Family endured long process in order to adopt their children

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The first time Mike Rosser saw the orphanage in Spassk-Dilny, Russia, it changed his life. He saw a forgotten bicycle in the yard. It was old and rusty; the chain was broken; the handlebars were crooked; it had no tires, only metal rims.  But the children played with it anyway.

Realizing most of the children would never get adopted, Rosser wanted to help.

“I want to take them all home, but I obviously can’t,” Mike Rosser said. “So what can I do? These orphanages work on shoestring budgets. They are given very little money, plus the system is so corrupt.”

Mike and Michelle Rosser were married for nine years when they decided to adopt. The journey to find their family was an emotional ride through miles of red tape, but they say it was worth it.

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Mike and Michelle Rosser with their two adopted children -- David and Katya.
Mike Rosser, a favorite among the neighborhood kids, bakes cookies to deliver to his primary class almost every week. A dedicated football fan, Mike rarely misses a Utes game. His wife, Michelle, works from home for a local software company as she balances her new job as a full-time mom. Their life has become all about the kids.

The journey to find their children took them to Russia, where David and Katya waited to meet them.

For the Rossers, it was love at first sight.

“Once you see (the children) you get to say if you accept them,” Mike Rosser said. “Some people see them and say they don’t want them. There was no way in the world we were going to do that. We instantly fell in love with both of them.”

Mike Rosser laughs as he remembers seeing five-year-old David for the first time and thinking, “Look, there he is! Look! Look at that big Russian head.”

Almost a year went by before they discovered  David is moderately deaf.

The four-hour drive to Spassk to meet Katya “was like driving in an ice cube,” Mike Rosser said. It was so cold the windows were frozen except for a small defrosted space on the windshield where the driver could see.

When they were introduced to Katya, she wouldn’t look at them, but at the floor. The three-year-old girl was absolutely terrified. Later, they would sit at a distance, watching her, while she played games with her teacher.

The final step in the approval process would come from the Russian court. However, an adoption debacle with woman named Torry Hansen delayed them several months.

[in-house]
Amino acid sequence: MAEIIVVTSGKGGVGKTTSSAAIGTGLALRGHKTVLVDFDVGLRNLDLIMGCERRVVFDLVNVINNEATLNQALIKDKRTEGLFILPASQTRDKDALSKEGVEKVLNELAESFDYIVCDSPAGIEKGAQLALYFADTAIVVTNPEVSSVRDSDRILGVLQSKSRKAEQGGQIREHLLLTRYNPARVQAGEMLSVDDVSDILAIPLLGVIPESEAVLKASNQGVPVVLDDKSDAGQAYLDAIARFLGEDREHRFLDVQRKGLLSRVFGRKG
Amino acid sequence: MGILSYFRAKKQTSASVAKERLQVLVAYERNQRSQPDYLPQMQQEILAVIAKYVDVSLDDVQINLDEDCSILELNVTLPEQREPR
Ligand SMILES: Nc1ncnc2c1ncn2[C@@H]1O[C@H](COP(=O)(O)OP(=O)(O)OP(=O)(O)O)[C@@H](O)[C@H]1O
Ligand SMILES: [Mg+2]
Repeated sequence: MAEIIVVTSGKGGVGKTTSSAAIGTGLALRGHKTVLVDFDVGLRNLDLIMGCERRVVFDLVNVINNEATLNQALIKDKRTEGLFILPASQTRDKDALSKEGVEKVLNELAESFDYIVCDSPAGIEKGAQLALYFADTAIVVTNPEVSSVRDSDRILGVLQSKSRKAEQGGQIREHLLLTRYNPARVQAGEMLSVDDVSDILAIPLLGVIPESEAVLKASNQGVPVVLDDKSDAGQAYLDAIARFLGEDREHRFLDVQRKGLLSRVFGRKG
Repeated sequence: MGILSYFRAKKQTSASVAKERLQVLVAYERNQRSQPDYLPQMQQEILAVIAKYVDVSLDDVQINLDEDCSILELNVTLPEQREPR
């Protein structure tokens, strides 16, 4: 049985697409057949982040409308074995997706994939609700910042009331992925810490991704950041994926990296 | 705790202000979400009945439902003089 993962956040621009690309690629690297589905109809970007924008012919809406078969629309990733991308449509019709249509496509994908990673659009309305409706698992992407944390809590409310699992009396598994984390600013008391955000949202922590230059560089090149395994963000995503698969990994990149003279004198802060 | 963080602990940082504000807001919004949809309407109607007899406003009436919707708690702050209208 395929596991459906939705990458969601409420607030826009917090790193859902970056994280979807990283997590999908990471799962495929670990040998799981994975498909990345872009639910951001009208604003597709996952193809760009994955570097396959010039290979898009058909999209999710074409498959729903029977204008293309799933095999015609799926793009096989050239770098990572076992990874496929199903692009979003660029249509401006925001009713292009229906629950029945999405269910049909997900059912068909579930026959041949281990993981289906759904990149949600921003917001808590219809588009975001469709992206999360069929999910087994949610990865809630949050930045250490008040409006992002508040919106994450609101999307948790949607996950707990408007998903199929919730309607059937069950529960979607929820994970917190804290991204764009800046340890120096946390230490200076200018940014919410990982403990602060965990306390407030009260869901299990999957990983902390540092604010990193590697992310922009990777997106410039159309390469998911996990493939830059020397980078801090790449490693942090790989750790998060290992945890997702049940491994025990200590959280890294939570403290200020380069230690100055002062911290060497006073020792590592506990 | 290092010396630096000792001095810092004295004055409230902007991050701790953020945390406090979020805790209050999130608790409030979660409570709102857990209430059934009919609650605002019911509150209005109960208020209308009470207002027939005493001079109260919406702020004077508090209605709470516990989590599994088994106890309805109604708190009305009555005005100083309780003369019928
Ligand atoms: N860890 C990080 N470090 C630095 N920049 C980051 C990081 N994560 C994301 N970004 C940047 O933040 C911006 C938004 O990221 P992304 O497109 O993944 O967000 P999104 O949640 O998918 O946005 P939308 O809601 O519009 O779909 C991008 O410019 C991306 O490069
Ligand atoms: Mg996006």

Adoption Ark coordinator Ally Griffith handled the Rossers’ adoption. She said that every adoption has its bumps and paperwork snafus, but despite the Rossers’ abundant delays, they never gave up.

“They handled it without complaint,” Griffith said. “So many parents get angry and frustrated. They were so peaceful and handled the news so gracefully.”

Adoption Ark manager Elinia Filippova said she was impressed with Mike Rosser’s fortitude.

“It was very nice to see someone so devoted to making an adoption such a success,” Filippova said.

When Russia began allowing American adoptions again, Mike and Michelle were granted a court date. To get there on time they took three red-eye flights and chased the sun for 39 hours. Upon arrival, the couple was exhausted but excited to see the children they would finally get to take home.

Both Mike and Michelle cringe when they think about their day in Russian court. While waiting outside the courtroom, they discovered their case would be heard by the same judge that handled the Torry Hansen case.

“They told us, ‘Beware, she is gonna go after you,'” Mike Rosser said.

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David and Katya Rosser are both from Russia.
After a grilling by the judge, the Rossers were approved and after more than seven months, David and Katya were coming home.

“They just lit up when they saw us,” Mike Rosser said. “We were so afraid they were going to forget, but they both remembered us.”

After more than a year of trying to find each other, the new family finally arrived home on Aug. 13, 2010 to begin a new journey –- this time together.

Today, Mike Rosser  helps the orphans he left behind through his non-profit organization Helping Orphans Around the World. Working with Adoption Ark to find those most in need, he collects clothing and cash donations, then delivers the goods to the designated orphanage. He made his first delivery in November of 2011.

“The director in Vladivostock, I actually saw tears when she saw the shoes,” Mike Rosser said. “She was so grateful for those.”

Currently, Mike is raising money for new furniture for the orphanage is Spassk-Dilny.

 

 

 

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